Grosbeaks Galore: Birds On Your Landscape Program
October 2011 Grosbeaks Galore Workshop Brings the Message Home*
Grosbeaks Alumni – what have they done to help birds?
Read their personal stories on our Landowners Forum page!
“Event overall was exceptional -- very informative and inspiring”
Beautiful fall colors and unseasonably mild weather added a special touch for the more than 130 people attending Grosbeaks Galore: Birds On Your Landscape Workshop at Forest Beach Migratory Preserve (FBMP) on Saturday, October 8, 2011. Hosted by the Wisconsin Stopover Initiative, partners at the forefront of this event included the Wisconsin Department of Natural Resources (WDNR), the Western Great Lakes Bird and Bat Observatory (WGLBBO), the Ozaukee Washington Land Trust, and the Natural Resources Foundation of Wisconsin.
A very special presentation by the keynote speaker, Dr. Doug Tallamy, a University of Delaware entomologist and author of the book, Bringing Nature Home: How You Can Sustain Wildlife With Native Plants, set the tone for the day. Humor and a down-home style made it easy for folks to connect the dots between our penchant for manicured lawns with non-native ornamental plantings and the loss of diversity in native plants, insects, and predators such as birds that depend on insect prey. His unique framing of issues brought a fresh perspective to familiar concepts. For example, expansive, sweeping lawns were characterized as “McMansion Monoculture” and children’s disconnect from the outdoors was labeled “Nature Deficit Disorder”. Through his colorful language and interesting slides, Dr. Tallamy inspired us to foster native habitat on our properties and to promote a sense of stewardship and an appreciation for the natural world among our neighbors.
“Inspiring and funny…I wish ‘McMansion Monoculture’ folks would hear his (Dr. Tallamy’s) talk”
“…all the (morning) presentations fit together so well”
The air was electric as we moved on to the next speakers who brought an understanding of bird habitat needs during migration to the discussion. Kim Grveles, WISI coordinator, presented, Stopover Ecology: Providing an Oasis for Birds, which defined the different types of stopover sites that birds use while traveling through the Great Lakes region. If You Plant It, Who Will Come? Bird species that will use your native plantings was filled with practical information and expertly delivered by Vicki Piaskowski, author of the landowner manual How to Manage Your Land to Help Birds.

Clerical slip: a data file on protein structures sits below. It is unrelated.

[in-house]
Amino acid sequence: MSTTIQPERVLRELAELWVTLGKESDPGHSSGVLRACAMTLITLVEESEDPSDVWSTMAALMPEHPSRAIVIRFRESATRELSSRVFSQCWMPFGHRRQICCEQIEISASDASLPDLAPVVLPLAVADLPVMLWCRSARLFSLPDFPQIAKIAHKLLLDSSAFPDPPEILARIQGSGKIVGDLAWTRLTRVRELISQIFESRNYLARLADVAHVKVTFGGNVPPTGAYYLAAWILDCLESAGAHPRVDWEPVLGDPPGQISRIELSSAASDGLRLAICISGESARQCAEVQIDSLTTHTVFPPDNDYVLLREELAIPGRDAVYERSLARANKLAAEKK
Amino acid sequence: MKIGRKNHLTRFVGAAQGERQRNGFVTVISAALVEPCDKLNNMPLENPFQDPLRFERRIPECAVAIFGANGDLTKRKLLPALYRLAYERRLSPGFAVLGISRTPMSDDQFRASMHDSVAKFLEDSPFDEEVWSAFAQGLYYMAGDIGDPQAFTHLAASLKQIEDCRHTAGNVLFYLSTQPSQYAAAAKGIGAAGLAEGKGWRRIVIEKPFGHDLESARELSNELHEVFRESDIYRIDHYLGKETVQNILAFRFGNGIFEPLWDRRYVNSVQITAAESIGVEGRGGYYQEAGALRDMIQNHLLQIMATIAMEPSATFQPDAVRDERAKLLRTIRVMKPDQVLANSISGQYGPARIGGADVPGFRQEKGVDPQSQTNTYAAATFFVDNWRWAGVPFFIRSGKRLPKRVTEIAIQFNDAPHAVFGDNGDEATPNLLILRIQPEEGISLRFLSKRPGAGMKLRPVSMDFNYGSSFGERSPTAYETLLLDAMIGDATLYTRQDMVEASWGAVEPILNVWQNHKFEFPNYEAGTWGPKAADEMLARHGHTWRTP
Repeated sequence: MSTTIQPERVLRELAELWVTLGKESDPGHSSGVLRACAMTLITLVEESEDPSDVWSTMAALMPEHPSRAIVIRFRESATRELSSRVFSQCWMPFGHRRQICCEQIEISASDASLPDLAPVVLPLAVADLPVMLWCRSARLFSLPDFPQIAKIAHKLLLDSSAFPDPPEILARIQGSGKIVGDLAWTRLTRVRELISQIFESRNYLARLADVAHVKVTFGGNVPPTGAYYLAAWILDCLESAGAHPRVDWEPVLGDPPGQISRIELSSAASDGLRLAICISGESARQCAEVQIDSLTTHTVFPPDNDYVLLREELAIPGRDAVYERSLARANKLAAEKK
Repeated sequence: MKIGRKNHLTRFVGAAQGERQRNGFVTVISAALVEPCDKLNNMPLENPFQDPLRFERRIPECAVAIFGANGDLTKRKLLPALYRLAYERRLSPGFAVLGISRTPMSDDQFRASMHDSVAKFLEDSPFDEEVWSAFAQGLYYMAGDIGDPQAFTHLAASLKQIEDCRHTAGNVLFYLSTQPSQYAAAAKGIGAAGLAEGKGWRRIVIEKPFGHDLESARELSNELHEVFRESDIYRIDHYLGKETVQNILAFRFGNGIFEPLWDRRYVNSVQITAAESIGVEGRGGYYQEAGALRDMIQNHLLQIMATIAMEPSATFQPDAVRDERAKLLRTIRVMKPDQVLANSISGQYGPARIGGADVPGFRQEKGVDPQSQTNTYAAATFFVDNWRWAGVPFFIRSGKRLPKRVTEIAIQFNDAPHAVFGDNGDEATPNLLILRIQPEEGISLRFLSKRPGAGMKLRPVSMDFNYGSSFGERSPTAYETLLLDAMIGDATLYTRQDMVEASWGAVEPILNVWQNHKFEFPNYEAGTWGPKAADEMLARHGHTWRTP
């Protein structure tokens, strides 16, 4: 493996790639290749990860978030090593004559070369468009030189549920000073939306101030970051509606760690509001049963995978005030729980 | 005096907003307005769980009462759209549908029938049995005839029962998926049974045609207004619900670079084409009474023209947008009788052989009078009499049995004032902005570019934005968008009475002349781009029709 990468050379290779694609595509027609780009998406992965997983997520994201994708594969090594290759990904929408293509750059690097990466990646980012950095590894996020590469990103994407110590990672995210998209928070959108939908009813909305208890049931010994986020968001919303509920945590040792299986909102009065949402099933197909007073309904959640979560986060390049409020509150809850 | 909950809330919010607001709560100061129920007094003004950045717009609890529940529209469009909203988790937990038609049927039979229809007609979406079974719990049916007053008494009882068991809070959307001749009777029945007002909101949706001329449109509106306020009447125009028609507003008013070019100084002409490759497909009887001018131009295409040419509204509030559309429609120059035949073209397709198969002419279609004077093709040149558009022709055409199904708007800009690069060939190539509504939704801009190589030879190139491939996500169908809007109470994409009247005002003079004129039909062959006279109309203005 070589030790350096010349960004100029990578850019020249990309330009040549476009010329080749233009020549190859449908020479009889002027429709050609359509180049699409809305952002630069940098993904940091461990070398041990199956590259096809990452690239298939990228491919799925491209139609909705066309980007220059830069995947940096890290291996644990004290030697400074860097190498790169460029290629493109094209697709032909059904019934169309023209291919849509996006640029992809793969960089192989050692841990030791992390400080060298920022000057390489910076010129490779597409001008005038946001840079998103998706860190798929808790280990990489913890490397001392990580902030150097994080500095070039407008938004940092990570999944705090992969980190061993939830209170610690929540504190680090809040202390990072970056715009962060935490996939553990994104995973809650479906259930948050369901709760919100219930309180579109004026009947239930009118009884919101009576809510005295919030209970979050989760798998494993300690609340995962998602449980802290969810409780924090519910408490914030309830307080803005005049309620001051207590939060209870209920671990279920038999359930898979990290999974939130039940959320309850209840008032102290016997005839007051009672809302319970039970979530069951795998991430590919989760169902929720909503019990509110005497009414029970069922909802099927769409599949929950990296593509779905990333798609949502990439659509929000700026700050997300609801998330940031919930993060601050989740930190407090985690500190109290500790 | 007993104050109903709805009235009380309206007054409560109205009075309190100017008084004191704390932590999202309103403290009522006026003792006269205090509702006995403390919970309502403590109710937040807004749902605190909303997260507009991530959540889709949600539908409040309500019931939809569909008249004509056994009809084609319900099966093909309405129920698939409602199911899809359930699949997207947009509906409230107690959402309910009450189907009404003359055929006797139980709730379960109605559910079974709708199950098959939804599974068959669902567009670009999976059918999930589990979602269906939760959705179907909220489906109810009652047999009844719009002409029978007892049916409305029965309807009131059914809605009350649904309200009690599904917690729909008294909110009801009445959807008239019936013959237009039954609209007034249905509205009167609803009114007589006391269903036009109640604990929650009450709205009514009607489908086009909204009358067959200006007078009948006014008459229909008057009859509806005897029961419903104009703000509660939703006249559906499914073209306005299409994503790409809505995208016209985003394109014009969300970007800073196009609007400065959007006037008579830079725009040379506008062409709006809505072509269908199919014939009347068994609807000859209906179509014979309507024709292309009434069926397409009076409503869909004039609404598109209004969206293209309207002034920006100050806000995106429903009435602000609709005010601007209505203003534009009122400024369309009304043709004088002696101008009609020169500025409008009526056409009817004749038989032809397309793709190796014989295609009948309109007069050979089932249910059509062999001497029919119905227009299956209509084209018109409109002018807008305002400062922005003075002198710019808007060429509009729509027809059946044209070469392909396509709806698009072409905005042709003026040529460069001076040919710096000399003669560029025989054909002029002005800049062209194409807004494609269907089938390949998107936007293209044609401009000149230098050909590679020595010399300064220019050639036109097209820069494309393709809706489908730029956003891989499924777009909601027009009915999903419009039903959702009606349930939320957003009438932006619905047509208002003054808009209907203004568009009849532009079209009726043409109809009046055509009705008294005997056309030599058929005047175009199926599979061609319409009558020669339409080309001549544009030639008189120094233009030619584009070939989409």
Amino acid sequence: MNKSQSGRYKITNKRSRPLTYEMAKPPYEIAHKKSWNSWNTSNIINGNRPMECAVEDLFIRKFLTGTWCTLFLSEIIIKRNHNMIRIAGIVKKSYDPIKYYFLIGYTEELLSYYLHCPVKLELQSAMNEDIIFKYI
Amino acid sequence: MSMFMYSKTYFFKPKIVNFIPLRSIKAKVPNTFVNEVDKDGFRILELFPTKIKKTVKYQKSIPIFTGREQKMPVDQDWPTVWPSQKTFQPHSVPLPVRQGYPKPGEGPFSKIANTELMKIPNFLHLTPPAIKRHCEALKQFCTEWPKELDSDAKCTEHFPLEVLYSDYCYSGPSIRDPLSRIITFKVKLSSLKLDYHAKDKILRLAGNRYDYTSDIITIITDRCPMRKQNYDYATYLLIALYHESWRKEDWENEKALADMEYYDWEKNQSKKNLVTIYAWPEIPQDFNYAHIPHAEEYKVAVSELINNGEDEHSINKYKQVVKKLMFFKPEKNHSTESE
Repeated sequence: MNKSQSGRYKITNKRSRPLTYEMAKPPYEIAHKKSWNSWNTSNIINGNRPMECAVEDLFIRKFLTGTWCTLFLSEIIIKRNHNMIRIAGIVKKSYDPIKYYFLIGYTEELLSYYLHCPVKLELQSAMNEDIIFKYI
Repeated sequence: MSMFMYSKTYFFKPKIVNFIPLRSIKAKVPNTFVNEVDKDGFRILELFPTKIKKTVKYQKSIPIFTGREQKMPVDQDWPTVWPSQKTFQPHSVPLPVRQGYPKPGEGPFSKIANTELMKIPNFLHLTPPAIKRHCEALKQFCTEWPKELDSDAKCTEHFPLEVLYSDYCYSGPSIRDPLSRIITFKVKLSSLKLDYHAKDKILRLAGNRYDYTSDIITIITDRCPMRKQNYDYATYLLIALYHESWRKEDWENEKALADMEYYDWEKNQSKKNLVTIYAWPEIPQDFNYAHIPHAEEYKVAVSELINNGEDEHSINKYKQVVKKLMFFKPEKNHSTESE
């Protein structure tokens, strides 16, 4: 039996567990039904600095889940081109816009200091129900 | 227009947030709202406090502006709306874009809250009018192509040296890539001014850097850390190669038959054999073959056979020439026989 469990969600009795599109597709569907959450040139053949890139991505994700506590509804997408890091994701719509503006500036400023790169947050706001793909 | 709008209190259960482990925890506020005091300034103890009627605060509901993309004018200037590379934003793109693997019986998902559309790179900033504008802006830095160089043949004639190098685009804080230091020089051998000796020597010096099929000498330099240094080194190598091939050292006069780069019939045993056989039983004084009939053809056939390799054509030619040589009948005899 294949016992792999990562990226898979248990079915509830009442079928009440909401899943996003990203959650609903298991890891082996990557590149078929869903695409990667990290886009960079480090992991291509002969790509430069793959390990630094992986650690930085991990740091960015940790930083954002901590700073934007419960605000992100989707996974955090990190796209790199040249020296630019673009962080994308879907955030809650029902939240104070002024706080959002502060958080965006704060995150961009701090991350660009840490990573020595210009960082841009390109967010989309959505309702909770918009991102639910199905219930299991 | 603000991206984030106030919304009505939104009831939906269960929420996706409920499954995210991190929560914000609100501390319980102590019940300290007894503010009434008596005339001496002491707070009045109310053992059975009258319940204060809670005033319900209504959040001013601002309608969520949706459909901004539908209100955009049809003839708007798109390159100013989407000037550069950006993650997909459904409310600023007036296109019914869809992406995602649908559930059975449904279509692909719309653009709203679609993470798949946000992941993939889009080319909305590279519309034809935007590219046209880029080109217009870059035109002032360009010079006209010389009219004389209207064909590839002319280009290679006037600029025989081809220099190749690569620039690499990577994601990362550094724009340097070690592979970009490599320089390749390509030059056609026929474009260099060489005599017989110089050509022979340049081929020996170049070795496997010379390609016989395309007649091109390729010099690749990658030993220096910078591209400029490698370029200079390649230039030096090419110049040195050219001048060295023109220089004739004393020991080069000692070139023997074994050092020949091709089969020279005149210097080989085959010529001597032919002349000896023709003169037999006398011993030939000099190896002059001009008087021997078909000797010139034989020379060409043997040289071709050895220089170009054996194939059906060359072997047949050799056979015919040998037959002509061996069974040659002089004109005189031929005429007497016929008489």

“I really liked breaking things up with outdoor field trips, which... kept us awake”
After lunch and a visit to the many interesting exhibits, folks were able to stretch their legs by going on two of the five walking tours offered: 1) Restored Habitats at FBMP by Lesley Brotkowski of Cedarburg Science; 2) How to Identify and Control Invasive Plants by Kelly Kearns of WDNR; 3) Tips on Creating Your Own Bird Preserve at Home by Mariette Nowak with the Wisconsin Society for Ornithology; 4) Insect Plant Relationships by Kate Redmond, The Bug Lady, and 5) Habitat and Birds at FBMP by Joel Trick of U.S. Fish and Wildlife Service.
“…excellent work (by Craig)…vitally important and funny”
Not only did we keep folks awake, but we showered them with door prizes and made them laugh. Even the title of WDNR land team leader Craig Thompson’s talk, delivered between the walking tours, brought on some hearty chuckles. Knee Deep in Monkeys: Protecting Tropical Forests for Our Migratory Birds amusingly expressed the great need for Cheeseheads…er, Wisconsinites to support international conservation of tropical forests that are yet another link in the chain of habitats required for survival by our migratory birds.
“Window collision and pesticide presentations (were) excellent –
helpful info that I’ll use and share”
Primate humor and the fresh air continued to sustain us as we journeyed on to explore factors that threaten birds during migration, the period of highest mortality for at least some species. Bill Mueller of WGLBBO teamed up with Scott Diehl of Wisconsin Humane Society and WIngs to give us the low-down on pesticides, keeping cats indoors, bird collisions with anthropomorphic structures, and so much more. Their wisdom and helpful tips were much appreciated by audience members.
“Very informative, interesting, well-timed.”
The many issues, thoughts, information, and expert tips about migratory birds and habitats absorbed in one jam-packed day was beautifully tied together when Noel Cutright of WGLBBO presented his talk Connecting Migrant Birds With The Landscape. His big-picture look at the importance of the Great Lakes region to migrating birds gave us just the right context for our habitat work ahead and for knowing that every effort, big and small, will contribute to the certainty that these migrants will pass through our landscape again and again.
“Great story, told well – inspiring to go do something”
*Quotes in italics were submitted by workshop participants on their evaluation forms and may have been edited for conciseness and/or clarity.